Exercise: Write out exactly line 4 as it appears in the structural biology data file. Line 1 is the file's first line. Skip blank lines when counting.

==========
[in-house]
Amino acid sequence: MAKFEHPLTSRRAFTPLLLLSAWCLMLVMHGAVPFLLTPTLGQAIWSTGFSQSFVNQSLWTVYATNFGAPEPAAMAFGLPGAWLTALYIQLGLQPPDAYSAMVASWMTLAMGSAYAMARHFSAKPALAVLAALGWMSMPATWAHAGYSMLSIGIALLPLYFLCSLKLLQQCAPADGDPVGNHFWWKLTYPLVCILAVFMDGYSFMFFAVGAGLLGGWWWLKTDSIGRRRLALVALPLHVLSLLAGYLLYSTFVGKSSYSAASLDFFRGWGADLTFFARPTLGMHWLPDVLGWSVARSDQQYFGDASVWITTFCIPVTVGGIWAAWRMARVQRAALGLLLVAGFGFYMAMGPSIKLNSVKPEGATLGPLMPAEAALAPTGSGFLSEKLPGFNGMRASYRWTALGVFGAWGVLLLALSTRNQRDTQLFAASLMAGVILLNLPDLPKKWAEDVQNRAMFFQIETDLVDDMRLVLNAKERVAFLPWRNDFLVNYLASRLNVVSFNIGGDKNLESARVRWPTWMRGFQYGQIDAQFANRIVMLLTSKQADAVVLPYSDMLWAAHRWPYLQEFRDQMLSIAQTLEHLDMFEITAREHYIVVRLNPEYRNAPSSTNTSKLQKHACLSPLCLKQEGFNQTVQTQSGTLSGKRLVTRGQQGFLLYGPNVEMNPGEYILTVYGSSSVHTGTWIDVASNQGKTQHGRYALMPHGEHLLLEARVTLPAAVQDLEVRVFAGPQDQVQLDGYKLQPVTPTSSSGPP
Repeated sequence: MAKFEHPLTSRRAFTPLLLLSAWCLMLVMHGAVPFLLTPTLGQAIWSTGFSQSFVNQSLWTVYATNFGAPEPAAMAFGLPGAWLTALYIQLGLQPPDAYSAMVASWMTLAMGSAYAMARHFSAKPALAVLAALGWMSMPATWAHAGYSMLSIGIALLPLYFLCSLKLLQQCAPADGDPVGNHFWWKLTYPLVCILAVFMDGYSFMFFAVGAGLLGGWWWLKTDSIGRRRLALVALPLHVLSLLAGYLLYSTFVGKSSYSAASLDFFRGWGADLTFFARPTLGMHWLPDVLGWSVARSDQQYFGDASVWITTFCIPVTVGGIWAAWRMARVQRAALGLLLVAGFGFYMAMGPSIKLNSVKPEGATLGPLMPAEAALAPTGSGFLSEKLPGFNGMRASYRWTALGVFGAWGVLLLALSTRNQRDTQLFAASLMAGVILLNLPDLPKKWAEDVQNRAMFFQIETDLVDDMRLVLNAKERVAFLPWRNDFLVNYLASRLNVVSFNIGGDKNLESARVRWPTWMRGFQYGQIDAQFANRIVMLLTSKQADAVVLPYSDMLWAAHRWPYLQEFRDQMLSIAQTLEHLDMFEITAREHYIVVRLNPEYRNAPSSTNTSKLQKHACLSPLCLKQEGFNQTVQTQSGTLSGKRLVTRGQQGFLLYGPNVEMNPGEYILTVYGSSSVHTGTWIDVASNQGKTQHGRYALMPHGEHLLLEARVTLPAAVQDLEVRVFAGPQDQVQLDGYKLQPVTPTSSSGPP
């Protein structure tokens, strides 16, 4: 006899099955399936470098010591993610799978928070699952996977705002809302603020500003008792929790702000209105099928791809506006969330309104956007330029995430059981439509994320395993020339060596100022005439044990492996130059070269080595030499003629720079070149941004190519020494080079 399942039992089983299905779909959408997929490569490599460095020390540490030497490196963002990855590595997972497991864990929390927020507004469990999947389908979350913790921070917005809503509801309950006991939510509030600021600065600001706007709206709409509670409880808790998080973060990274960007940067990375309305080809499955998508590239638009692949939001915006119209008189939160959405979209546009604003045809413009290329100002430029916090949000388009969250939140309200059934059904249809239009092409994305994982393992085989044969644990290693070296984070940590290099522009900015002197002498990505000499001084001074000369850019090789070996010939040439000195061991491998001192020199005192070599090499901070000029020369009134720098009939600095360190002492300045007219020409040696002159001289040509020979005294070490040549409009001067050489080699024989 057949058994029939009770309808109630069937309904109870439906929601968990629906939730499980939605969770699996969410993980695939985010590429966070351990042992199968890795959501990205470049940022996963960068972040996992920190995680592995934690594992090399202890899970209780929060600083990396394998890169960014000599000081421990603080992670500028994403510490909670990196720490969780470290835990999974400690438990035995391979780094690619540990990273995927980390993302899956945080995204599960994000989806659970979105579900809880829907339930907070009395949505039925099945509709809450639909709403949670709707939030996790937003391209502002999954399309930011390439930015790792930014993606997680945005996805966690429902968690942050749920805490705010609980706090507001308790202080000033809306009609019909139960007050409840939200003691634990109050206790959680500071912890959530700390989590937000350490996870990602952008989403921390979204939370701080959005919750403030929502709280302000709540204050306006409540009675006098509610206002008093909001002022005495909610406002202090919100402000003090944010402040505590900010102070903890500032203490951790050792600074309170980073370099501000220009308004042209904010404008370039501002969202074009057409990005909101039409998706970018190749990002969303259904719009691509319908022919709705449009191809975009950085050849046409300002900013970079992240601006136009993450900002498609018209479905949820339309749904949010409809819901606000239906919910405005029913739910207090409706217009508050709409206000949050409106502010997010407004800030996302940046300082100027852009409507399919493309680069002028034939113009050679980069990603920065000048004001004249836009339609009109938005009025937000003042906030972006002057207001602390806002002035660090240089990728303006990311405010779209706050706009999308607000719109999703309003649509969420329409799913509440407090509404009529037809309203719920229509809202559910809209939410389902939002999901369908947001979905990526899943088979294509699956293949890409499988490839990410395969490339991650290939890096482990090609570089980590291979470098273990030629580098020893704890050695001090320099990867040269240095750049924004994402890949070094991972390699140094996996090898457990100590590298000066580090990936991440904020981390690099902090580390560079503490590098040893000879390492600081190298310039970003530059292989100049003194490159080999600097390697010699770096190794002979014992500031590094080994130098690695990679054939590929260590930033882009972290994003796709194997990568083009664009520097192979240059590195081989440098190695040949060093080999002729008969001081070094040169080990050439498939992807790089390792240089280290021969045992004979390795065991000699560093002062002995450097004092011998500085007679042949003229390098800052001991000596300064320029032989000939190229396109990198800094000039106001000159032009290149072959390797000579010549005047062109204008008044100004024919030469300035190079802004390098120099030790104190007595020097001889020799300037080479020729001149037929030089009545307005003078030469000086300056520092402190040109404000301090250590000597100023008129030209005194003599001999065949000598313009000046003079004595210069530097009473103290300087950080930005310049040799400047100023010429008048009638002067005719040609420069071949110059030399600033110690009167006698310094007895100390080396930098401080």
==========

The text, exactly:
């Protein structure tokens, strides 16, 4: 006899099955399936470098010591993610799978928070699952996977705002809302603020500003008792929790702000209105099928791809506006969330309104956007330029995430059981439509994320395993020339060596100022005439044990492996130059070269080595030499003629720079070149941004190519020494080079 399942039992089983299905779909959408997929490569490599460095020390540490030497490196963002990855590595997972497991864990929390927020507004469990999947389908979350913790921070917005809503509801309950006991939510509030600021600065600001706007709206709409509670409880808790998080973060990274960007940067990375309305080809499955998508590239638009692949939001915006119209008189939160959405979209546009604003045809413009290329100002430029916090949000388009969250939140309200059934059904249809239009092409994305994982393992085989044969644990290693070296984070940590290099522009900015002197002498990505000499001084001074000369850019090789070996010939040439000195061991491998001192020199005192070599090499901070000029020369009134720098009939600095360190002492300045007219020409040696002159001289040509020979005294070490040549409009001067050489080699024989 057949058994029939009770309808109630069937309904109870439906929601968990629906939730499980939605969770699996969410993980695939985010590429966070351990042992199968890795959501990205470049940022996963960068972040996992920190995680592995934690594992090399202890899970209780929060600083990396394998890169960014000599000081421990603080992670500028994403510490909670990196720490969780470290835990999974400690438990035995391979780094690619540990990273995927980390993302899956945080995204599960994000989806659970979105579900809880829907339930907070009395949505039925099945509709809450639909709403949670709707939030996790937003391209502002999954399309930011390439930015790792930014993606997680945005996805966690429902968690942050749920805490705010609980706090507001308790202080000033809306009609019909139960007050409840939200003691634990109050206790959680500071912890959530700390989590937000350490996870990602952008989403921390979204939370701080959005919750403030929502709280302000709540204050306006409540009675006098509610206002008093909001002022005495909610406002202090919100402000003090944010402040505590900010102070903890500032203490951790050792600074309170980073370099501000220009308004042209904010404008370039501002969202074009057409990005909101039409998706970018190749990002969303259904719009691509319908022919709705449009191809975009950085050849046409300002900013970079992240601006136009993450900002498609018209479905949820339309749904949010409809819901606000239906919910405005029913739910207090409706217009508050709409206000949050409106502010997010407004800030996302940046300082100027852009409507399919493309680069002028034939113009050679980069990603920065000048004001004249836009339609009109938005009025937000003042906030972006002057207001602390806002002035660090240089990728303006990311405010779209706050706009999308607000719109999703309003649509969420329409799913509440407090509404009529037809309203719920229509809202559910809209939410389902939002999901369908947001979905990526899943088979294509699956293949890409499988490839990410395969490339991650290939890096482990090609570089980590291979470098273990030629580098020893704890050695001090320099990867040269240095750049924004994402890949070094991972390699140094996996090898457990100590590298000066580090990936991440904020981390690099902090580390560079503490590098040893000879390492600081190298310039970003530059292989100049003194490159080999600097390697010699770096190794002979014992500031590094080994130098690695990679054939590929260590930033882009972290994003796709194997990568083009664009520097192979240059590195081989440098190695040949060093080999002729008969001081070094040169080990050439498939992807790089390792240089280290021969045992004979390795065991000699560093002062002995450097004092011998500085007679042949003229390098800052001991000596300064320029032989000939190229396109990198800094000039106001000159032009290149072959390797000579010549005047062109204008008044100004024919030469300035190079802004390098120099030790104190007595020097001889020799300037080479020729001149037929030089009545307005003078030469000086300056520092402190040109404000301090250590000597100023008129030209005194003599001999065949000598313009000046003079004595210069530097009473103290300087950080930005310049040799400047100023010429008048009638002067005719040609420069071949110059030399600033110690009167006698310094007895100390080396930098401080």